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The onshore aspect of offshore wind: Here's what to expect

An offshore wind turbine manufacturing facility in Haverton Hill, Billingham, England.
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An offshore wind turbine manufacturing facility in Haverton Hill, Billingham, England.

Offshore wind in the Wilmington area is still in its beginning stages, but looking at projects a little further North may give us an idea of what to expect – particularly here on land. WHQR’s Grace Vitaglione has more.

While offshore wind is just that - off the shore — the industry requires facilities on shore for support, like manufacturing, operations, and maintenance. With the Wilmington East Wind Energy area leased earlier this year, multiple stakeholders are discussing where facilities like that could go.

Steve Yost is president of North Carolina’s Southeast, an organization that markets the southeastern region to new economic opportunities. He says distance and accessibility are key criteria.

“[They’re] going to be carrying these 200, 300-foot wind towers…and they're gonna stay vertical on the special vessels,” he said. “And then they're gonna go out into the ocean to the wind farm area, so the shorter the distance to get there from the staging area, the better.”

But the development of these facilities could take a while, according to Yost.

“Most of the parts in the beginning, first phases will be made internationally and likely shipped to the locations on the East Coast. And then as development gets going over time, that can be more of a domestic supply chain network,” he said.

It’s too early in the process to say where in the Cape Fear region the onshore elements will go. But a wind farm project in Kitty Hawk — a couple hundred miles north of Wilmington, in the Outer Banks — could be a potential sign of what will happen here.

Kitty Hawk’s offshore wind project was leased to Avangrid Renewables in 2017. Up there, Radio Island and the Port of Morehead City are looking like favorable spots for manufacturing and support facilities.

Michele Queery, the Director of Carteret County Economic Development, said Radio Island is an optimal choice.

“The site, if you’re not familiar with it, is like four and a half miles to the open ocean, totally unobstructed,” she said. “There's no powerlines, no bridges, and it's already dredged to 43 to 45 feet.”

The area is around 150 acres of undeveloped land owned by the North Carolina State Port Authority. According to Queery, the Port Authority has begun exploring potential environmental impacts of placing a manufacturing facility there.

“The thing that is so appealing about Radio Island, and how it can engage in the offshore wind space, is just that it's a large tract of land on deep water that's close proximity to ocean, undeveloped,” Queery said.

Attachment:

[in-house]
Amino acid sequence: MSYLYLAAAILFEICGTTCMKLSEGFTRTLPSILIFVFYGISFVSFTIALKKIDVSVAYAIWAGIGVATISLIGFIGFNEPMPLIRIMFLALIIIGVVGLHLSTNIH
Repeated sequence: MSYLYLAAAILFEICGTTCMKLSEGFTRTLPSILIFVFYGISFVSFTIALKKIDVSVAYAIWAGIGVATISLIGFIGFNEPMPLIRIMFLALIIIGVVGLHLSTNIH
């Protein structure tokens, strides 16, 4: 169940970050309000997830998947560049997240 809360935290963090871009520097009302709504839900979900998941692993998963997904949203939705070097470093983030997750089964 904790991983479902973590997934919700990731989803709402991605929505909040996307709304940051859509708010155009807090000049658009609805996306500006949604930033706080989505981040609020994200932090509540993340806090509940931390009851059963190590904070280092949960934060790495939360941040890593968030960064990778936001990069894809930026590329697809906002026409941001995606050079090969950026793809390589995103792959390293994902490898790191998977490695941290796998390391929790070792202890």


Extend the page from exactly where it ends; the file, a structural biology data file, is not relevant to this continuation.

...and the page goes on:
Differentiating facility types

An important distinction to make here is that there are different kinds of support sites that wind farms need. First, there are the larger sort of manufacturing sites that need to be close to shore for easy access to the wind farm, which will likely need a nearby construction base. But there are also operations and maintenance facilities, which are smaller, and the site where cables from the wind farm come ashore.

Avangrid Renewables is the company leasing Kitty Hawk, and Ashley McLeod is their spokesperson. She talked about where some of those smaller facilities might go.

“They have to land and bring the power somewhere,” McLeod said. “And so those we usually look for a parking lot, basically kind of an area somewhere that's already disturbed and is already developed that way.”

She said the cables are buried under the sand with horizontal drilling to prevent disturbing the beach. And after they’re brought ashore, the long-term impact is minimal.

“In the parking lot, when it's all done, there's nothing there,” McLeod said. “When it's all said and done, there are manhole covers in the parking lot that weren't there before. Otherwise, it's still a parking lot.”

As for the manufacturing facilities, those will most likely be in an industrial area, she said, because of zoning ordinances.

Looking to Virginia

Another area Wilmington can look to is the Coastal Virginia Offshore Wind project in the Hampton Roads region, where Dominion Energy began leasing an offshore wind area in 2021.

Matt Smith of the Hampton Roads Alliance said that project will reuse the Virginia state-owned Portsmouth Marine terminal. There’s less environmental impact that way, and it’s easier and less costly to redesign the current facility instead of building a new one.

But he said that doesn’t mean it’ll be cheap.

“Just to get it ready for offshore wind is going to take about an investment of $220 million to upgrade it to support offshore wind uses,” Smith said.

These are big undertakings, and finding a suitable spot is difficult. Smith said it’s been especially hard for projects up in New England.

“It's been a difficulty for the industry to find adequate terminal facilities that can support the development of these projects,” he said. “So it's…potentially a bottleneck that can hamper the development of the industry.”

According to McLeod of Avangrid, it’s part of the responsibility of the Bureau of Ocean Energy Management to evaluate these sites for developers to use - and every project is a little different.

Right now, developers and other stakeholders are discussing every little detail, and focusing on community engagement.

Grace Vitaglione is a multimedia journalist, recently graduated from American University. I’m attracted to issues of inequity and my reporting has spanned racial disparities in healthcare, immigration detention and college culture. In the past, I’ve investigated ICE detainee deaths at the Investigative Reporting Workshop, worked on an award-winning investigative podcast and produced student-led video stories.